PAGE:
Rebekah Vardy accepts agent could be source of leaks, lawyer says

Footballer’s wife and agent occasionally ‘used the language of leaking’, barrister tells libel hearing

<p>Ms Vardy was accused of abusing her status as a trusted follower of Coleen Rooney’s private account </p>

Ms Vardy was accused of abusing her status as a trusted follower of Coleen Rooney’s private account

Rebekah Vardy accepts it is possible that her friend and former agent may have been the source of leaks at the centre of the High Court libel case she has brought against fellow footballer’s wife Colleen Rooney, her barrister has revealed.

Hugh Tomlinson QC said Ms Vardy and her agent Caroline Watt occasionally “used the language of leaking”.

In a social media post that quickly went viral in October 2019, Coleen Rooney said she had set up a “sting operation” to catch whoever was passing on stories about her to The Sun, and concluded the leaks came from “Rebekah Vardy’s account”.

The wife of former England star Wayne Rooney, who was dubbed “Wagatha Christie” for her detective work, publicly claimed Ms Vardy‘s account had passed on three fake stories she had posted on her private Instagram account.

Ms Vardy, 40, who is married to Leicester striker Jamie Vardy, denies leaking stories to the media and is suing her accuser for libel, while Ms Rooney, 36, is defending the claim on the basis her post was “substantially true”.

In closing arguments on the final day of the trial, Mr Tomlinson said Ms Vardy had suffered “very serious harm to her reputation” as a result of the accusation.

He said Ms Rooney had “failed to produce any evidence” that Ms Vardy had “regularly and frequently abused her status as a trusted follower” of her private Instagram account by passing on information from it.

The barrister told the court: “Throughout this case, she [Ms Vardy] has sought to find out the position. The very first thing she said to Ms Rooney was, ‘Send me the evidence, send me the posts.’”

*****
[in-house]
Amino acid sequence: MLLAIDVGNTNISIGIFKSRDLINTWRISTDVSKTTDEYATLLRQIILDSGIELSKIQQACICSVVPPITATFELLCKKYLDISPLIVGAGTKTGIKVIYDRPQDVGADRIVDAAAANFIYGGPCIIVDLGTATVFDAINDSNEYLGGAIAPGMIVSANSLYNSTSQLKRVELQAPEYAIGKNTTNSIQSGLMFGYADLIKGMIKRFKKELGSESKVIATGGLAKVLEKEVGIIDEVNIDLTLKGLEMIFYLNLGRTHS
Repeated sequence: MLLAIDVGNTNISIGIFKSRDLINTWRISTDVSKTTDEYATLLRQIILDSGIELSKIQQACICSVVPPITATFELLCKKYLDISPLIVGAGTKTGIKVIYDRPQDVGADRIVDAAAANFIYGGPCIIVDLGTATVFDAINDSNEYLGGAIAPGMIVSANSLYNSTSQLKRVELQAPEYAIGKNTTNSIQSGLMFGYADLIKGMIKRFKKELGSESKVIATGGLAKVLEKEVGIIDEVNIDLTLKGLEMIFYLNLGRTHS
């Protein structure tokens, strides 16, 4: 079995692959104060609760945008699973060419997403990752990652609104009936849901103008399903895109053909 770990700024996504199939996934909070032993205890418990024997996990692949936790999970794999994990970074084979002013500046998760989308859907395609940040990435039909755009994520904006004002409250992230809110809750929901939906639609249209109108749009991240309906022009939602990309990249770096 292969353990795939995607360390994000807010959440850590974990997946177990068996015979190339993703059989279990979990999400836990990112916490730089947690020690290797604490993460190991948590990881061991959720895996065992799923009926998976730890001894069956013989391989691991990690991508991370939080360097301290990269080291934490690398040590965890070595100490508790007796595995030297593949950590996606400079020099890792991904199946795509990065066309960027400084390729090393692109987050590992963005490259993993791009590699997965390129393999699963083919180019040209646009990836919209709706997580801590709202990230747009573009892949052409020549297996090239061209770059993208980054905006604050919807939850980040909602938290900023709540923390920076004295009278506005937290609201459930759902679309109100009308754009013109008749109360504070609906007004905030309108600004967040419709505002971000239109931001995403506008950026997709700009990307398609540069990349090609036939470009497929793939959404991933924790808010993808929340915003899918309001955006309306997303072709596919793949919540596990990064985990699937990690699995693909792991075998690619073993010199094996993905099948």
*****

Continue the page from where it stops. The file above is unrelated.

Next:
Mr Tomlinson added: “The position is clear, really. From time to time, Mrs Vardy and Ms Watt used the language of leaking.

“What actually is happening is that they are gossiping. They are talking about passing on pieces of gossip to the newspapers.”

The barrister said Ms Vardy did not know to this day where this information came from, but she accepted it was “possible” that Ms Watt was “the source” of the leaks.

“She doesn’t want to be in the position of accusing her friend and former long-term agent of doing something wrong,” he added.

Mr Tomlinson said in written closing arguments: “Mrs Rooney has, instead, advanced a remarkable ‘case theory’ based on Mrs Vardy being party to an extraordinarily elaborate, convoluted and cunning conspiracy to mislead the court.

“This apparently includes the deletion of images but the preservation of allegedly damning text, ensuring all her agent‘s messages were unavailable, a ‘double bluff’ of seeking to call witnesses who, if heard, would have destroyed her case and a pretended reluctance to blame her agent when this was, perhaps, her plan all along.”

Over six days, the footballers’ wives have each given evidence, as has Mr Rooney, also 36, who played for Everton and Manchester United and now manages Derby County.

Mrs Justice Steyn will reserve her ruling until a later date.

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